Important legal reading for all Oklahomans: Final adopted rules-Supplemental Online Course Procedures (PDF)

Senate Bill 6 in Texas addressed quality content issues

Silent Epidemic reference

Compass Learning (slide) suggests quality content should:
– pinpoint student skill gaps
– monitor student progress
– make instructional adjustments in real time
– provide rigorous / relevant / engaging curriculum that students want to use
– ensure scaffolded support and accelerated learning across a range of learners
– build knowledge and provide tools that help teachers ensure student success
– build teach/leader capacity through Professional Learning Communities

Virtual K-12 Learning Options Now in Oklahoma:
Connections Academy (via Sperry Public Schools)
Epic 1 to 1
K.12 used to be white oak and Wynona, now a charter through Choctaw Nacoma Park
e2020 different districts are contracting for them individuals
Advanced Academics (but how do you enroll? not sure?)
Apex Learning (another option – not sure who is offering or how you enroll?)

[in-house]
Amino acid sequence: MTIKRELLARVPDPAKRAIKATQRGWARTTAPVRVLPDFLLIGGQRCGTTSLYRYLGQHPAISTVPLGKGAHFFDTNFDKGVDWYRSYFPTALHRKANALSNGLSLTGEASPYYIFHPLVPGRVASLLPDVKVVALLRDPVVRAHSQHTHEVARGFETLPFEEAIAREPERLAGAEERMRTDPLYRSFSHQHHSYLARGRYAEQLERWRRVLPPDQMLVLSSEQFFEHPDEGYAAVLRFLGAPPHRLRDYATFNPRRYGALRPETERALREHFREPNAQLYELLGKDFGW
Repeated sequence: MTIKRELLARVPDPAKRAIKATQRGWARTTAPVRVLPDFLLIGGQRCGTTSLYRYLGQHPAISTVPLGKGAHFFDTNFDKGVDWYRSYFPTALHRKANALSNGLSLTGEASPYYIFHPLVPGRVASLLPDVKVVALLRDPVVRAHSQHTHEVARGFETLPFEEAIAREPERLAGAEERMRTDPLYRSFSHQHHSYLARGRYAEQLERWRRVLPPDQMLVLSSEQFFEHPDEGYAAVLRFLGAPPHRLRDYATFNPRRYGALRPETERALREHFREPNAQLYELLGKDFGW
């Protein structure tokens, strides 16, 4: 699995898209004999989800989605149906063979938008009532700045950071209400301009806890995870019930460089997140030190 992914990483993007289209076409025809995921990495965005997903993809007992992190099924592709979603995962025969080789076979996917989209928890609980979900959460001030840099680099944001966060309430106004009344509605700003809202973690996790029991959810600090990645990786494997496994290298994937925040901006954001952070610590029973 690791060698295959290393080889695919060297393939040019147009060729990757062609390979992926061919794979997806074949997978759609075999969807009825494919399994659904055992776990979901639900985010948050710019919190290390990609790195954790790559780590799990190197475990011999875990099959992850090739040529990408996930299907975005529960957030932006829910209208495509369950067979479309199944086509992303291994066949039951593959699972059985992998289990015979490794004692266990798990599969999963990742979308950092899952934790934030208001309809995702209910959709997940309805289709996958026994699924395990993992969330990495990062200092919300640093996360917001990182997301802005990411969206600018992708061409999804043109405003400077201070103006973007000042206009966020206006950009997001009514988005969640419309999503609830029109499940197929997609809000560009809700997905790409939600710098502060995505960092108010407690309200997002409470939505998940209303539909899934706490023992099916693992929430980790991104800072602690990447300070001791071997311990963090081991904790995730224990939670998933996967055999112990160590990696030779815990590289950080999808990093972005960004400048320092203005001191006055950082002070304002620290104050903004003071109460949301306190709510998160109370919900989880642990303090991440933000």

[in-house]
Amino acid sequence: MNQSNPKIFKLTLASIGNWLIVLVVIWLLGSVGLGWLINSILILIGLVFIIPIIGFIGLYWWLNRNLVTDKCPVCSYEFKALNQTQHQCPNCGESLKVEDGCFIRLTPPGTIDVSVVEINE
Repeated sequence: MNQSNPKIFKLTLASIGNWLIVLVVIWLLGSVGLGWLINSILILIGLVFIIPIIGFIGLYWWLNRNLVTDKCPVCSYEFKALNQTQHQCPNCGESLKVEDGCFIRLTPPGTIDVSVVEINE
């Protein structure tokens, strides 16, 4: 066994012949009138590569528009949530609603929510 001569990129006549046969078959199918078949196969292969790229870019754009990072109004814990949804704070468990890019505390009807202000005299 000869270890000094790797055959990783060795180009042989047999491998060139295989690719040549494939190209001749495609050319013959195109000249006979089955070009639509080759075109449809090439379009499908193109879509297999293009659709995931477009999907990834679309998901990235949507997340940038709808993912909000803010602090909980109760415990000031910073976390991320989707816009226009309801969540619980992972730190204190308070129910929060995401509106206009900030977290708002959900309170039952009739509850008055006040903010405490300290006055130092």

IF YOU KNOW OF MORE NOT ON THIS LIST, PLEASE SHARE THEM AS A COMMENT.

Do we need to change anything in policy to get to quality content

Epic 1 to 1 Charter got a ‘cease and desist’ notice from Oklahoma SDE for serving students in a church at one point?
– MY COMMENT: I’D LIKE TO READ AND OBTAIN MORE INFORMATION ABOUT THIS, THE HISTORY OF EPIC HAS DEFINITELY BEEN “COLORFUL” IN OUR STATE TO DATE.

History of changing state law language from ‘textbooks’ to ‘instructional materials’ in Texas is very important in this process
– anyone could submit materials to a ‘commissioners list’ of content
– in Texas once it was submitted, that digital content was locked down for 7 years
– now has 2 things: textbook list and instructional materials list